19 April 2007
Dilemma of uncovering government secrets, post-9/11 press freedom environment analysed in WAN's World Press Freedom Day material
(WAN/IFEX) - The following is an 18 April 2007 WAN press release:
World Press Freedom Day, 3 May: To Publish or Not? The Dilemma of Uncovering Government Secrets
The decision to publish government secrets is never an easy one, but has become even more difficult since the September 11 attacks, says Bill Keller, Executive Editor of the New York Times, in an exclusive interview with the World Association of Newspapers that is being offered to newspapers world-wide for publication on World Press Freedom Day, 3 May.
"Since 9/11, the choices have been complicated by the fact that the enemy is a murkier entity, the battle lines are not clear cut, and much of the war takes place behind a shroud of secrecy - on all sides," he says. "Moreover, we are more often confronted by decisions that seem to pit national security against civil liberties. And in a world of highly classified information, it can be difficult to appraise both sides of the equation - the threat to national security, and the threat to civil liberties."
The interview with Mr Keller is included in a package of articles, essays, infographics, public service advertisements and other materials that newspapers are encouraged to publish to commemorate World Press Freedom Day, 3 May. The "Press Under Surveillance" package focuses on how security measures can be abused to stifle debate, individual liberties and freedom of the press.
The materials can be found at http://www.worldpressfreedomday.org
When the New York Times published an article in June 2006 on the US government's monitoring of international banking transactions, it triggered a major controversy, accusations of 'treason' against the newspaper and the introduction of a bill that would criminalise the unauthorised disclosure of classified information. The Times had already infuriated the Bush administration by running a story in December 2005 on the National Security Agency's warrantless eavesdropping inside the United States.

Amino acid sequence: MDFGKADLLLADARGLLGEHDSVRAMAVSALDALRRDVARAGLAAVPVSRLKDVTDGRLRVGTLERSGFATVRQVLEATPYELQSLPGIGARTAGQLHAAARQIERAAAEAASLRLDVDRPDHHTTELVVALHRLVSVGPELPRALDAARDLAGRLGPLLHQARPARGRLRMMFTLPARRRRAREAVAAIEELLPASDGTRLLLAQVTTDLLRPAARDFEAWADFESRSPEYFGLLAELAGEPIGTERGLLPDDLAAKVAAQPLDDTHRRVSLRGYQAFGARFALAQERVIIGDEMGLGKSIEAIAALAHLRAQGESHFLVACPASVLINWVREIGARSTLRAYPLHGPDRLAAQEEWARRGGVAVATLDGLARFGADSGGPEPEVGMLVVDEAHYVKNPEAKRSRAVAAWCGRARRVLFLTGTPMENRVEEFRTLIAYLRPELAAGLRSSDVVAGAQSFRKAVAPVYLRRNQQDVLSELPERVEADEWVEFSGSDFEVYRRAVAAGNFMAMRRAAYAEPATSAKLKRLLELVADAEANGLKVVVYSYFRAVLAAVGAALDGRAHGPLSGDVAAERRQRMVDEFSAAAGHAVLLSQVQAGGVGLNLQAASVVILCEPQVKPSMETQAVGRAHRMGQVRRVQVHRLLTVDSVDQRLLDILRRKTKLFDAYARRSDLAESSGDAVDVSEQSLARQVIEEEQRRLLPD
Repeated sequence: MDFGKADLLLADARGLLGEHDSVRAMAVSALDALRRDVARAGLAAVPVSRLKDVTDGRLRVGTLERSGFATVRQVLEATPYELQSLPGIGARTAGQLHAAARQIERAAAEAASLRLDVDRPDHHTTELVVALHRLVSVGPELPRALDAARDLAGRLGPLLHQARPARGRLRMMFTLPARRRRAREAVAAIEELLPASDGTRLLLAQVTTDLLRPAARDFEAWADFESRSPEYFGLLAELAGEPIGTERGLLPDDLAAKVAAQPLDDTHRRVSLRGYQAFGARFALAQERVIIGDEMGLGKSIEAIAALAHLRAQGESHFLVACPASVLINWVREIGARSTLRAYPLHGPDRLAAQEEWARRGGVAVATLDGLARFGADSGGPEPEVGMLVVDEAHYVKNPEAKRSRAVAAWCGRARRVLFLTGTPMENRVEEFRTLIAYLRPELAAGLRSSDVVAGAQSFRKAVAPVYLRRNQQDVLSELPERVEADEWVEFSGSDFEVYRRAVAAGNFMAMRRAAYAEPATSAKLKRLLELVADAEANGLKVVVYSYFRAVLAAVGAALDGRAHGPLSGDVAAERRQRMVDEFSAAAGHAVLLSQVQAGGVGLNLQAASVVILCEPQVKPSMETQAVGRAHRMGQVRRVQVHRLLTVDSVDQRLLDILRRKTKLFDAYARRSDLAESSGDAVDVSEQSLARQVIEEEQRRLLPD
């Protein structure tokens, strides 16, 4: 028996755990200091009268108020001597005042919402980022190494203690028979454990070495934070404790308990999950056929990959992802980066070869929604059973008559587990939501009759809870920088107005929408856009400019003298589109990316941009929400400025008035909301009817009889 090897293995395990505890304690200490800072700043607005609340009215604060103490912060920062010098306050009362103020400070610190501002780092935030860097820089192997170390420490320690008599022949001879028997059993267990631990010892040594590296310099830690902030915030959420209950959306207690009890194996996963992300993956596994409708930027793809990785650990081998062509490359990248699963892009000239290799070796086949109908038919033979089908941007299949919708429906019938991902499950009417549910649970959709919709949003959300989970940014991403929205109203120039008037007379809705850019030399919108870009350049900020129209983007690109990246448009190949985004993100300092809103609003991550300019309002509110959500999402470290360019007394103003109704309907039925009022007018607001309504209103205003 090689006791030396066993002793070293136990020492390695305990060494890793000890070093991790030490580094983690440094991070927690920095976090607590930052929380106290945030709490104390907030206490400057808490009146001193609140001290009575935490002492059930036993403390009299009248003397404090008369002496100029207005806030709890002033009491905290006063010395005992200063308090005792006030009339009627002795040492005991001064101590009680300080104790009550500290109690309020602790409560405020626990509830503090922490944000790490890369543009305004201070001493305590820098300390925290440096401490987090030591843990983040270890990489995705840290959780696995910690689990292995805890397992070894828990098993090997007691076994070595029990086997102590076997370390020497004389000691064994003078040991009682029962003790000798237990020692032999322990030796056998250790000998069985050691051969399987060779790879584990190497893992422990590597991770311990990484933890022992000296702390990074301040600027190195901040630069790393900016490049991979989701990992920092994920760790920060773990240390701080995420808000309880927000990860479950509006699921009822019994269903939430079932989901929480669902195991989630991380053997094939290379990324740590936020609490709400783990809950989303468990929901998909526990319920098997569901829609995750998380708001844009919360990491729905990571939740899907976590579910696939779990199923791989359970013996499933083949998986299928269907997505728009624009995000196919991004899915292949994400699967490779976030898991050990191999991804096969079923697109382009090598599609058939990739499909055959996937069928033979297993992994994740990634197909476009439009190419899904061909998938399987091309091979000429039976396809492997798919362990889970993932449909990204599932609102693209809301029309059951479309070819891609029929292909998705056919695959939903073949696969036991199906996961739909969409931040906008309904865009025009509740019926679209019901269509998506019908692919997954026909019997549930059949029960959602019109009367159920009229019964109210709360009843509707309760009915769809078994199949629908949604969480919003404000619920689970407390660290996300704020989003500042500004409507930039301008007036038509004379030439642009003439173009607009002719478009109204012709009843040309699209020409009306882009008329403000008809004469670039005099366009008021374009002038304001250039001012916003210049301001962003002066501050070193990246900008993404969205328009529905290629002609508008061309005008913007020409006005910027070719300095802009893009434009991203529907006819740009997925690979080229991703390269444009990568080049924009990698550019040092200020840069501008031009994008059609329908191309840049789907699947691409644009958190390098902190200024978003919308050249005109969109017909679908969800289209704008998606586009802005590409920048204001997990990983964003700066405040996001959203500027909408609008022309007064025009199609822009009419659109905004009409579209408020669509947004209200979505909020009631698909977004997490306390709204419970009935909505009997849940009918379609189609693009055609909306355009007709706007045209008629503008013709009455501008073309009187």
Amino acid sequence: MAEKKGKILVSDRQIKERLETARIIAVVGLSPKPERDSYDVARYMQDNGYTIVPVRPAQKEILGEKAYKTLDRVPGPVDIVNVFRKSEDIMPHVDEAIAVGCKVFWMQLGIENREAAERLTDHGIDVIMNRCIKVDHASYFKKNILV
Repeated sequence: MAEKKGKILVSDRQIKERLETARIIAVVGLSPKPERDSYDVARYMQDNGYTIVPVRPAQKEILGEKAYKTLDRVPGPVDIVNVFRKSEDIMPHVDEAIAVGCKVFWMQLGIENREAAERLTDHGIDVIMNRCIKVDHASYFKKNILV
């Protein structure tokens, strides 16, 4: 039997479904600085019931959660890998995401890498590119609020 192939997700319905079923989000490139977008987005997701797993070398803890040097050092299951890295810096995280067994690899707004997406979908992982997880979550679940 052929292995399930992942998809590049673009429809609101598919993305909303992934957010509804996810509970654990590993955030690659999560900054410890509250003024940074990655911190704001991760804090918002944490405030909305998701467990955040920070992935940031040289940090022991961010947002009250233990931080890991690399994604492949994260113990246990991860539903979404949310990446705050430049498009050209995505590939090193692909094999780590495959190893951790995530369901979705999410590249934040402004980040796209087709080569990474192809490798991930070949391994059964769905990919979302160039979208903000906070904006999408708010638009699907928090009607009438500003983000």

In both cases, the Bush administration had called on the Times not to publish the articles, invoking national security.
Mr Keller, who offers a reasoned defence of publishing such information, says the Bush Administration is "more secretive, and more generally hostile to the press, than any since the Nixon administration."
"This Administration's preoccupation with secrecy, with controlling the message, has been a double-edged sword," he says. "It has contributed to a general decline in public credibility. It has made it hard to get a national and international consensus on measures that are necessary to combat the genuine threat of terrorism. And it has, paradoxically, undermined the Administration's ability to keep secrets."
Other contributors to the World Press Freedom Day package include Dinah PoKempner, General Counsel of Human Rights Watch, Agnes Callamard, Executive Director of Article 19, David Banisar of Privacy International, Andrei Richter, Director of the Moscow Media Law and Policy Institute, Chinese Journalist Gao Yu, Seamus Dooley of the London-based National Union of Journalists, and Raymond Louw of the South African National Editors Forum.
The package of materials examines anti-terrorism and official secrets laws, criminalisation of speech judged to justify terrorism, criminal prosecution of journalists for disclosing classified information, surveillance of communications without judicial authorisation, and restrictions on access to government data.
In addition, the package, which is available in English, French, Spanish, German and Russian, includes:
- Compelling public service advertisements, produced by major advertising agencies world-wide, on the theme, "press under surveillance."
- Materials for engaging younger readers, with information about Chinese journalist Shi Tao, the WAN Golden Pen of Freedom laureate who has been jailed since November 2004 for distributing information about Chinese press restrictions. The materials include a postcard to be sent to Chinese authorities protesting against the jailing.
- Infographics on the number of journalists killed and jailed, and editorial cartoons on press freedom themes.
- A video spot for broadcast or for web sites will be available from 20 April.
Full materials at http://www.worldpressfreedomday.org
The Paris-based WAN, the global organisation for the newspaper industry, defends and promotes press freedom world-wide. It represents 18,000 newspapers; its membership includes 76 national newspaper associations, newspaper companies and individual newspaper executives in 102 countries, 12 news agencies and 10 regional and world-wide press groups.